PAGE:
The Guantánamo Province located in the Eastern part of Cuba has been affected by intense and lengthy droughts. Local dams are currently filled up to a mere 41%. Francisco Osmali Cusco Matos, head of the local water management company (Empresa de Aprovechamiento Hidráulico) stated a few weeks ago that “due to no rainfall in the first trimester of 2016, the situation can deteriorate since droughts have lasted over 17 months”.
The provincial government has already adopted measures to supply the vital resource to the local population, consisting in water savings and supply by water tankers (so called pipas).
“We’re tapping water into buckets here in Niceto Pérez municipality in the La Yaya region. Water tankers arrive twice a week but it doesn’t cover our need” said María del Carmen Botero, a human rights activist.
At the same time, the Ministry of Public Health has been informing the local population of their obligation to boil water in order to prevent outbreak of epidemics, in particular gastrointestinal diseases. Despite this, there are already registered cases of both haemorrhagic conjunctivitis and diarrhoea.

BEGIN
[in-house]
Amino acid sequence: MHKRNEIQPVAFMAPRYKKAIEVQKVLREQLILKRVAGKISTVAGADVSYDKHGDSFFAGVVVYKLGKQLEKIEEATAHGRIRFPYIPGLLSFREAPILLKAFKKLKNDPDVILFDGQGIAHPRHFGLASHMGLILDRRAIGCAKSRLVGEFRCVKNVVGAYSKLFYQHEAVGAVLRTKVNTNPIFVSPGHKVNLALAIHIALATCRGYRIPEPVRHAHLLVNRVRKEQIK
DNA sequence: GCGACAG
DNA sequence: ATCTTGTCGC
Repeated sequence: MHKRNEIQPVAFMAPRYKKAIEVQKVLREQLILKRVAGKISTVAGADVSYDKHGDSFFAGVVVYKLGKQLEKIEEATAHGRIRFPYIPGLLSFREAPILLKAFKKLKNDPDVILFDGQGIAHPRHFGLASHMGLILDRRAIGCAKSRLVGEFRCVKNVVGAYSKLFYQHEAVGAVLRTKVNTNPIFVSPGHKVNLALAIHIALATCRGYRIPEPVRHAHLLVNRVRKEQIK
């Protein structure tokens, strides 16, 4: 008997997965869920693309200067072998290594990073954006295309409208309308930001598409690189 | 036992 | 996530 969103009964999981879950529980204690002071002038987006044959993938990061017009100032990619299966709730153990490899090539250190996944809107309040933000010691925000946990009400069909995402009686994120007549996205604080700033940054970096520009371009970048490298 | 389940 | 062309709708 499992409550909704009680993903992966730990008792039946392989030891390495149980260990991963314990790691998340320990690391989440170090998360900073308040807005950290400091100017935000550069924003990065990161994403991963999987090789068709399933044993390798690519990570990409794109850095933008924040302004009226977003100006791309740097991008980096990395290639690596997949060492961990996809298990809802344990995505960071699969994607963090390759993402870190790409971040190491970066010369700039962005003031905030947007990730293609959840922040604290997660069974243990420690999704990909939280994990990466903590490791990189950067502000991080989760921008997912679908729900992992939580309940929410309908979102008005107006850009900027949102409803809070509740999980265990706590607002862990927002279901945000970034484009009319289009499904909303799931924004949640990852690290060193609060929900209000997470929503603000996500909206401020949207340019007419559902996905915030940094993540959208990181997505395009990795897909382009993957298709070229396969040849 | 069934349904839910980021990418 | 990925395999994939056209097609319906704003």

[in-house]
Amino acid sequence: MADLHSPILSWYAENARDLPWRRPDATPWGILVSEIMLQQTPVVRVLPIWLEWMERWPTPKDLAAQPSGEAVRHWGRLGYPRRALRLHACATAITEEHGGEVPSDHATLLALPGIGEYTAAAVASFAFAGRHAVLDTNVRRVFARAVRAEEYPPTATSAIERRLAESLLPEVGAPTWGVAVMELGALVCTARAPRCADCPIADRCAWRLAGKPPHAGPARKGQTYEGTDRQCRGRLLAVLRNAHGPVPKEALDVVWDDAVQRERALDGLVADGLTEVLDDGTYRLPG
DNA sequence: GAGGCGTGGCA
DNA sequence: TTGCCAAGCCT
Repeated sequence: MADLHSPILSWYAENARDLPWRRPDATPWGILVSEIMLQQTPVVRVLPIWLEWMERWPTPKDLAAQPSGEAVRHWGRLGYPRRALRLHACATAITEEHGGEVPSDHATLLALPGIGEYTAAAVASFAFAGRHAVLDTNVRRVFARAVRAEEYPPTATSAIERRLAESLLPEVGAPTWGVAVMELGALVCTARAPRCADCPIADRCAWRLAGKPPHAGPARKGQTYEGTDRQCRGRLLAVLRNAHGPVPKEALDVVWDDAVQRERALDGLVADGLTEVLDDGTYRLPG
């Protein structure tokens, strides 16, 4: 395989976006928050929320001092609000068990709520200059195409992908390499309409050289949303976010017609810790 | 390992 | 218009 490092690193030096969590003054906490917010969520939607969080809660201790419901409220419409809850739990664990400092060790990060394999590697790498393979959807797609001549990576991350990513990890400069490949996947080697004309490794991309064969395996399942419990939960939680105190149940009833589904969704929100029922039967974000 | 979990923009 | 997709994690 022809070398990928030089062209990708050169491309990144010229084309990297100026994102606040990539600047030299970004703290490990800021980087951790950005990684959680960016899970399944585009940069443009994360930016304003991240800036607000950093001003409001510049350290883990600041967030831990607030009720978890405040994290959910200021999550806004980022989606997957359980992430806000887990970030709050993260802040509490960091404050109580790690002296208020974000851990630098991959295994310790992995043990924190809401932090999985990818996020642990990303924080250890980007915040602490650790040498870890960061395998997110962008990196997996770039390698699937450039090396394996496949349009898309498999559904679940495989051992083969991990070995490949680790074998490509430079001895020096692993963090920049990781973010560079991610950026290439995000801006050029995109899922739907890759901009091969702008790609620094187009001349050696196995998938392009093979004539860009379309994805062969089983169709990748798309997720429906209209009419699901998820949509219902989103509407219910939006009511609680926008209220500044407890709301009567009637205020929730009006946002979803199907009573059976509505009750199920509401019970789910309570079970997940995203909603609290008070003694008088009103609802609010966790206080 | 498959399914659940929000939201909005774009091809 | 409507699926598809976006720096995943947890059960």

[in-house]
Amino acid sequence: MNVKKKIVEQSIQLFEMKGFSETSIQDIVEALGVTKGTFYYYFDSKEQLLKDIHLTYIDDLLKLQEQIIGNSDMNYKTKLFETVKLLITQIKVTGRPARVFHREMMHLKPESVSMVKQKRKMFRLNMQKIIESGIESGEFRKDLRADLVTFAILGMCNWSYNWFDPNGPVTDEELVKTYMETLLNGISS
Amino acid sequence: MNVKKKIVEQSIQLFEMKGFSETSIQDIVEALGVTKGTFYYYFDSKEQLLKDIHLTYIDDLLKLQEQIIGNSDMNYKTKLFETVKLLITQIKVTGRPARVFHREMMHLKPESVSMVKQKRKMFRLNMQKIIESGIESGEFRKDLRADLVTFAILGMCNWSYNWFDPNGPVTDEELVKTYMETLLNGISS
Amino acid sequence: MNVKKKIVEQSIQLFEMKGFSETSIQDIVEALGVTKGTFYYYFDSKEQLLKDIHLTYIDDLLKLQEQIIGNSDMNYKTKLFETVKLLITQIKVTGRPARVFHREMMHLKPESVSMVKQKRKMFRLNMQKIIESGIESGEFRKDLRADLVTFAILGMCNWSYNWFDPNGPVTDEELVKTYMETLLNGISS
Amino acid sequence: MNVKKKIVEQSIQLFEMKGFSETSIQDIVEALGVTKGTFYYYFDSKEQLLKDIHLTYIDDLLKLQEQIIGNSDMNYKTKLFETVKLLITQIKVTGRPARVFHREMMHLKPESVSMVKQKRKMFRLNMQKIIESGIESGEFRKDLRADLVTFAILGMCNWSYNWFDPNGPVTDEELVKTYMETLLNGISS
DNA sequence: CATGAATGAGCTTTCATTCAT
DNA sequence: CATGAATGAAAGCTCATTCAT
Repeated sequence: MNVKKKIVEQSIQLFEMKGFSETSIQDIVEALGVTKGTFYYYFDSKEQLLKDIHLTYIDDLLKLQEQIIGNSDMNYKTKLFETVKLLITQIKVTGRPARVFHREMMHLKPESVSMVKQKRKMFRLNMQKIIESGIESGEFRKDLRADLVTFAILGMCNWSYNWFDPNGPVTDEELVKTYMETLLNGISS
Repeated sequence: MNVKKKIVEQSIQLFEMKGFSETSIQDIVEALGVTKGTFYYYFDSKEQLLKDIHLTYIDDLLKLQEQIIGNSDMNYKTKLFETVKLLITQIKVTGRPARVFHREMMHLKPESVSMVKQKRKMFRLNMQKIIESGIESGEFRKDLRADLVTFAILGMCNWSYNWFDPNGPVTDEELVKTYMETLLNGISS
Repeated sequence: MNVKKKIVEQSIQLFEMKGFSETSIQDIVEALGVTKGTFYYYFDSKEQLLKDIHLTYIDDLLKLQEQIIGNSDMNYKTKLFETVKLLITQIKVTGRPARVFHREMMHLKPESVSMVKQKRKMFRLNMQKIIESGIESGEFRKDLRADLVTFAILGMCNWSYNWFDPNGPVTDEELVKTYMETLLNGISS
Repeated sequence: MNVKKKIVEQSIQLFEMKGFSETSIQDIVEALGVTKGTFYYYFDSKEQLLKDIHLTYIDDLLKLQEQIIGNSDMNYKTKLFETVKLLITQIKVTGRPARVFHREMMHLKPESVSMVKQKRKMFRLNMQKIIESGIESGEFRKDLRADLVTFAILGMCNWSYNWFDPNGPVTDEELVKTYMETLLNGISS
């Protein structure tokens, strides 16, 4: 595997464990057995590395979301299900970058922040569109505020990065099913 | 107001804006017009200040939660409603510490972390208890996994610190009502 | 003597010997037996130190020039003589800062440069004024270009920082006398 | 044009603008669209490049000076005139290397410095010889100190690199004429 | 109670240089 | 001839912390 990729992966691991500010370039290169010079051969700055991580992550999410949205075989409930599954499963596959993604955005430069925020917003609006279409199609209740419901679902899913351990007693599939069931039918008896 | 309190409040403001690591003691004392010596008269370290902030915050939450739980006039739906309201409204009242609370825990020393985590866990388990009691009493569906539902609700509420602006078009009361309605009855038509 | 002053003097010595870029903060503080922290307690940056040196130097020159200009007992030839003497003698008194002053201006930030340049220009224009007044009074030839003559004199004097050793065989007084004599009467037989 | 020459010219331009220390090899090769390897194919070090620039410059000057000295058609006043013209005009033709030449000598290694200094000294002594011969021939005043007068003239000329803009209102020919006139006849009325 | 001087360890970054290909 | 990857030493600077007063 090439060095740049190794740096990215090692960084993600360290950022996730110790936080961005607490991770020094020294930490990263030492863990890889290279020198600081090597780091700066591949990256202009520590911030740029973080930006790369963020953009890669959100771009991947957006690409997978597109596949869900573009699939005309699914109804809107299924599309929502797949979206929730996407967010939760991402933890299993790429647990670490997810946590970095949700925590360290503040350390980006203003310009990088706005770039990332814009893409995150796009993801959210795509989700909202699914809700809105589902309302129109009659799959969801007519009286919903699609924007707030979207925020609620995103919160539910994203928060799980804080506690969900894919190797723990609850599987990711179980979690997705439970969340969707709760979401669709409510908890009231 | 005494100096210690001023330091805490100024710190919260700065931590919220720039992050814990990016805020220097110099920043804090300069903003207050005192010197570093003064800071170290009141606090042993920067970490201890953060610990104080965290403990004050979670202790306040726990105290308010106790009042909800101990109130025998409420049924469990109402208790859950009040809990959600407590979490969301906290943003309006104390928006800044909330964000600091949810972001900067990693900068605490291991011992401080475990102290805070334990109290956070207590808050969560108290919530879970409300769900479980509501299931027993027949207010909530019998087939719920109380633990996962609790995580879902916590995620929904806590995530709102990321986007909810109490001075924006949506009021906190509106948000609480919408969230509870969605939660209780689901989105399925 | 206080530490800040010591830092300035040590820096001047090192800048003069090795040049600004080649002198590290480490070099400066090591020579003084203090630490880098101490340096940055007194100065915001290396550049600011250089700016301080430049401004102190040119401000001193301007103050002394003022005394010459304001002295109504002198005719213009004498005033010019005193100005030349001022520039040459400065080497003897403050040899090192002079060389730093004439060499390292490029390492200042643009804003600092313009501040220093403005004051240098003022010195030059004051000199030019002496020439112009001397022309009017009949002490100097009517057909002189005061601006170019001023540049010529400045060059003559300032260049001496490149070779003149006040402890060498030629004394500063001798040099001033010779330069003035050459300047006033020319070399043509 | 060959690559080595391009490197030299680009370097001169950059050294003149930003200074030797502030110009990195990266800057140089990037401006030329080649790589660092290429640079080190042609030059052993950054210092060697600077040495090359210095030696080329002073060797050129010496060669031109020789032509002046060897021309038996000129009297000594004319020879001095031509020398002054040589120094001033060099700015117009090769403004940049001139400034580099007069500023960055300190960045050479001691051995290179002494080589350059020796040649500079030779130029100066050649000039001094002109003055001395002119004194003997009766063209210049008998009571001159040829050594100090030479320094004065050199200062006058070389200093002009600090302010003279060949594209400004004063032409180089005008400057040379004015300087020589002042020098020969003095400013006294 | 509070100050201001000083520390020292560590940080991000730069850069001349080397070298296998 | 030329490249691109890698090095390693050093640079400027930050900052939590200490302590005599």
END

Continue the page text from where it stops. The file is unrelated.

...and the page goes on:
According to María del Carmen, droughts have also been causing severe damages to agriculture and cattle breeding: “Crops are endangered, particularly coffee and cocoa beans, two basic consumer and export products.“ What is more, animals are feeble and have been dying despite all the measures taken to protect cattle.“